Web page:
Sometimes the Christmas season can feel like the 6 o’clock news, full of death and disaster.
Just as I was leaving Baltimore for Georgia on Thursday, Donte Crawford, a troubled young man who’d been featured in this newspaper’s series on the impact of violence on the city’s children, became one of the latest shooting victims.
Then came news that Erica Garner, a 27-year-old woman compelled into activism after the senseless death of her father Eric Garner at the hands of New York City police, had suffered a heart attack and was near death.
Once I arrived in Conyers, Ga., I was hit with news of the suspicious death, and possible suicide, of a child who’d been bullied in one of the local middle schools. A longtime mortician as well as a longtime teacher had also just died. Even now some of my relatives are gathered at a nursing home as their matriarch makes her transition.
Not all death brings unrelenting sadness, of course.
On Christmas Eve came word that someone I knew had died a few days before: Don Hogan Charles, the first black photographer at the New York Times, where I spent the first 13 years of my career. One couldn’t help admire those who, like Mr. Charles, had endured prevailing attitudes of so-called enlightened folks who could write about blacks — when they did at all — as if they were some exotic primitive species of humanity documented by the anthropologist Margaret Mead. A 1966 article about Harlem was typical: “A curtain of fear, about as forbidding as a wall of brick, has made the black ghetto almost psychologically impenetrable to the white man — at a time when many in the ghetto sense that it needs the white man to help it save itself from a kind of psychological secession from a white society.” The fact that many of his photographs went unappreciated until rediscovered in the newspaper’s photo archives a few years ago and published in a series called “Unpublished Black History” is testament to what he created and what he suffered in a 40-year career at the Times.
His death followed by days that of Simeon Booker and provided a chance for journalists like me who are now “old timers” to reflect upon the pioneers who helped push open doors that made careers like mine possible. Mr. Booker was the first black reporter at the Washington Post. As significant as that was, his greater mark on the profession came from his reporting for Jet and Ebony, once the premier magazines published by and for blacks. Mr. Booker’s greatest story was perhaps the kidnapping and lynching of 14-year-old Emmett Till in Mississippi in 1955. The teenager from Chicago had been visiting relatives down South. Jet’s publication of photos of his mutilated body influenced a generation of blacks to enter fields like law and social work and, yes, journalism.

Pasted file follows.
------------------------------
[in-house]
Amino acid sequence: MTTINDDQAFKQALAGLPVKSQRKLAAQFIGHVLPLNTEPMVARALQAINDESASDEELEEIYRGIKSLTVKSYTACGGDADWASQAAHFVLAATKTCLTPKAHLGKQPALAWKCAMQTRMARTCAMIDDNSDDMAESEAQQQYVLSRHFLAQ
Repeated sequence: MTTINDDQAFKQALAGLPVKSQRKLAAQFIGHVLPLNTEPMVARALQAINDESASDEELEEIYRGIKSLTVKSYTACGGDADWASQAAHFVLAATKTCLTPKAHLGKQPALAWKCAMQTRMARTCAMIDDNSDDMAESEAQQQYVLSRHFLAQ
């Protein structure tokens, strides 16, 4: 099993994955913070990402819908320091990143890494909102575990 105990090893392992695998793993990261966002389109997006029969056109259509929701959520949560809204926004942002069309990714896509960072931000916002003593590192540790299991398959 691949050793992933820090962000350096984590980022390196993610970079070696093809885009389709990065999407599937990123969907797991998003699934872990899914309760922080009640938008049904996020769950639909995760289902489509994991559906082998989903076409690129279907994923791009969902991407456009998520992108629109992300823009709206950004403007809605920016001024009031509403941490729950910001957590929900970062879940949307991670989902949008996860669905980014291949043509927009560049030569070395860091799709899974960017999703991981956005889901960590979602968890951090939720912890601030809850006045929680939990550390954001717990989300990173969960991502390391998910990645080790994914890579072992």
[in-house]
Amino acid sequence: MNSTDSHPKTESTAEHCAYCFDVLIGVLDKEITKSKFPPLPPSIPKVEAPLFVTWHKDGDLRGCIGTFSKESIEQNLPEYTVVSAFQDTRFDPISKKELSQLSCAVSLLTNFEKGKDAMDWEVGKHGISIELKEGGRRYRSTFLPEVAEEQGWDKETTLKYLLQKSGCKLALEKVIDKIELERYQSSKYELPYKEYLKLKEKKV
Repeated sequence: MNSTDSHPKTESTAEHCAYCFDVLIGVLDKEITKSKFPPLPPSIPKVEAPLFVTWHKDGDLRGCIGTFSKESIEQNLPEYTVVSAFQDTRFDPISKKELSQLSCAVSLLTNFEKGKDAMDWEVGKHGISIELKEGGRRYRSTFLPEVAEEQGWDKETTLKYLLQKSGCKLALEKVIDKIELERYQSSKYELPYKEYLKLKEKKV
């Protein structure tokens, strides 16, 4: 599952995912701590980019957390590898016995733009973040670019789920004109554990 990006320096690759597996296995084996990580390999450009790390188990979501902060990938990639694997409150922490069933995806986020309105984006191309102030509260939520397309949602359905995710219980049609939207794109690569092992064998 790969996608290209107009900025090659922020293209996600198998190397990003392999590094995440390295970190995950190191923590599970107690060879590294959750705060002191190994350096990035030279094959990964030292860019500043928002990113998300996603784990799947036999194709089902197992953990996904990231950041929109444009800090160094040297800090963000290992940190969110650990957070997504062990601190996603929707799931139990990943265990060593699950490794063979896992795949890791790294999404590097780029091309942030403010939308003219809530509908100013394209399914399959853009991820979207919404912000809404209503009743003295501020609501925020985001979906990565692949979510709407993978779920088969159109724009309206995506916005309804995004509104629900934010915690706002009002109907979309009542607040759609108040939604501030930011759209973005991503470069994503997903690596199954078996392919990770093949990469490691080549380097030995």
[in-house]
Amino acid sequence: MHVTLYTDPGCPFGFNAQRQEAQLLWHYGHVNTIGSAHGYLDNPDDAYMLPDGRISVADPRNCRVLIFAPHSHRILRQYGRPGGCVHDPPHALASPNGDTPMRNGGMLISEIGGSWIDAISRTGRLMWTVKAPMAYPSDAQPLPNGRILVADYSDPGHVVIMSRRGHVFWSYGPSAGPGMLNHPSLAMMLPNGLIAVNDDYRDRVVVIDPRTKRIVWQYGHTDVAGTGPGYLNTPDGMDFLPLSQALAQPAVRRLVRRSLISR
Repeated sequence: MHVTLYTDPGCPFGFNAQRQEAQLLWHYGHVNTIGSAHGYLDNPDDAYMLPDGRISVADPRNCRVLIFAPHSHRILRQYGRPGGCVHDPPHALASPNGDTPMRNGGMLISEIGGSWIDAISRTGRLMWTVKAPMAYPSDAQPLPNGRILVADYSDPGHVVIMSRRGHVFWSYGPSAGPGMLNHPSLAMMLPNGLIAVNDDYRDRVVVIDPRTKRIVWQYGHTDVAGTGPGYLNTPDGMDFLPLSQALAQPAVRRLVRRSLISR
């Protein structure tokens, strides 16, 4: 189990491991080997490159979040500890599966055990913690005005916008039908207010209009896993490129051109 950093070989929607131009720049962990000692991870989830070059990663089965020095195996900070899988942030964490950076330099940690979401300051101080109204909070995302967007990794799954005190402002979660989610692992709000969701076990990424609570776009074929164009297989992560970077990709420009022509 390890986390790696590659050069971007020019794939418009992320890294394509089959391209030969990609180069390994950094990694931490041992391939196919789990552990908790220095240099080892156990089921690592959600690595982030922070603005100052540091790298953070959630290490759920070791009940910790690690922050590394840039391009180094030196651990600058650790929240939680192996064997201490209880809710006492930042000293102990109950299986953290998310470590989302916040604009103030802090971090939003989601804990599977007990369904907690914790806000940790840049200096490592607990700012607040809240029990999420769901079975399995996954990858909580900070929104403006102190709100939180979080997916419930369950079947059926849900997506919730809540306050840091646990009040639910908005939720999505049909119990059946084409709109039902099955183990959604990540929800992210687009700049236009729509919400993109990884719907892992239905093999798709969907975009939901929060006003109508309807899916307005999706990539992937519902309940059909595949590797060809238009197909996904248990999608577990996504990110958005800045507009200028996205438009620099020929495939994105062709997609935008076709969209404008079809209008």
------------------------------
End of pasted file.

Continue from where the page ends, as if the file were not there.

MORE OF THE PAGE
In these deaths and near deaths are reminders of challenges that lie ahead for us, the living. Baltimore must address the problems that doom too many of its children to live like Donte Crawford and send far too many to early deaths. As of 7 p.m. Christmas Eve, the homicide toll was 339 and 78 percent of those slain have been black males. Eight of them were under the age of 18; 176 were between the ages 18 and 34.
Both Simeon Booker and Don Hogan Charles dedicated their lives to chronicling a part of American life that mainstream media was ignoring or mischaracterizing. In 1968, the Kerner Commission appointed by President Lyndon Johnson to investigate the “civil disorders” that had swept the nation’s urban areas n 1967, lashed “a press that repeatedly, if unconsciously, reflects the biases, the paternalism, the indifference of white America.”
Nearly 50 years later, neither legacy media nor new media companies have cured that persistent ailment.
But as we wrap our brains around workable solutions to the ills of our world, the holiday season inevitably brings moments of sheer unfettered joy like that experienced by one of my 5-year-old cousins early Monday morning. Her barely-contained excitement at discovering what Santa had somehow mysteriously left her overnight was palpable for even the most jaded or just exhausted among us.
Joie de vivre like hers can help propel us forward as we meet all that awaits us in the new year.
E.R. Shipp, a Pulitzer Prize winner for commentary, is the journalist in residence at Morgan State University's School of Global Journalism and Communication. Her column runs every other Wednesday. Email: firstname.lastname@example.org.